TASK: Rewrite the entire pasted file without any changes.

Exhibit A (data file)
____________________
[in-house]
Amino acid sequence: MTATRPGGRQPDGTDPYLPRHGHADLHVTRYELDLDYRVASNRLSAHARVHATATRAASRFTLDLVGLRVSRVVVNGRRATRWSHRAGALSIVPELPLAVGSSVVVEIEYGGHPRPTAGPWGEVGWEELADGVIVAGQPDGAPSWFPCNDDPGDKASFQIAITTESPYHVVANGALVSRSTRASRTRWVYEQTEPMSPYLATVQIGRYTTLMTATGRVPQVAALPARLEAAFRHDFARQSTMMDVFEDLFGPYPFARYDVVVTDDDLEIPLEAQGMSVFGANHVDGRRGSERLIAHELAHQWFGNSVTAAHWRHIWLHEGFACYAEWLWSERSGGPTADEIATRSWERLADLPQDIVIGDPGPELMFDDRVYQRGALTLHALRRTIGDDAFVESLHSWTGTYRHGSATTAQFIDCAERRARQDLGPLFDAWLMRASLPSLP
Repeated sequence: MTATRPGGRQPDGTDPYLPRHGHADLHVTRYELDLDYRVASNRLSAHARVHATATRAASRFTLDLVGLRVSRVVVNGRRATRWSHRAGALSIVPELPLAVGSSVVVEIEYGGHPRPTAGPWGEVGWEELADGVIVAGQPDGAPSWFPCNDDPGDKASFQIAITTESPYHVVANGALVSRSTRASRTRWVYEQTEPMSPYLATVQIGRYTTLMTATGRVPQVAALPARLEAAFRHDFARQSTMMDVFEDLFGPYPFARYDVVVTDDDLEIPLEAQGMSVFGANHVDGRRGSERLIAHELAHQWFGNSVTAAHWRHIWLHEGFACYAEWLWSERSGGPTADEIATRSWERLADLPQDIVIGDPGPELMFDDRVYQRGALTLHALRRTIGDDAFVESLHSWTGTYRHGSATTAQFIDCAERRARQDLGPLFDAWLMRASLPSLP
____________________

[in-house]
Amino acid sequence: MTATRPGGRQPDGTDPYLPRHGHADLHVTRYELDLDYRVASNRLSAHARVHATATRAASRFTLDLVGLRVSRVVVNGRRATRWSHRAGALSIVPELPLAVGSSVVVEIEYGGHPRPTAGPWGEVGWEELADGVIVAGQPDGAPSWFPCNDDPGDKASFQIAITTESPYHVVANGALVSRSTRASRTRWVYEQTEPMSPYLATVQIGRYTTLMTATGRVPQVAALPARLEAAFRHDFARQSTMMDVFEDLFGPYPFARYDVVVTDDDLEIPLEAQGMSVFGANHVDGRRGSERLIAHELAHQWFGNSVTAAHWRHIWLHEGFACYAEWLWSERSGGPTADEIATRSWERLADLPQDIVIGDPGPELMFDDRVYQRGALTLHALRRTIGDDAFVESLHSWTGTYRHGSATTAQFIDCAERRARQDLGPLFDAWLMRASLPSLP
Repeated sequence: MTATRPGGRQPDGTDPYLPRHGHADLHVTRYELDLDYRVASNRLSAHARVHATATRAASRFTLDLVGLRVSRVVVNGRRATRWSHRAGALSIVPELPLAVGSSVVVEIEYGGHPRPTAGPWGEVGWEELADGVIVAGQPDGAPSWFPCNDDPGDKASFQIAITTESPYHVVANGALVSRSTRASRTRWVYEQTEPMSPYLATVQIGRYTTLMTATGRVPQVAALPARLEAAFRHDFARQSTMMDVFEDLFGPYPFARYDVVVTDDDLEIPLEAQGMSVFGANHVDGRRGSERLIAHELAHQWFGNSVTAAHWRHIWLHEGFACYAEWLWSERSGGPTADEIATRSWERLADLPQDIVIGDPGPELMFDDRVYQRGALTLHALRRTIGDDAFVESLHSWTGTYRHGSATTAQFIDCAERRARQDLGPLFDAWLMRASLPSLP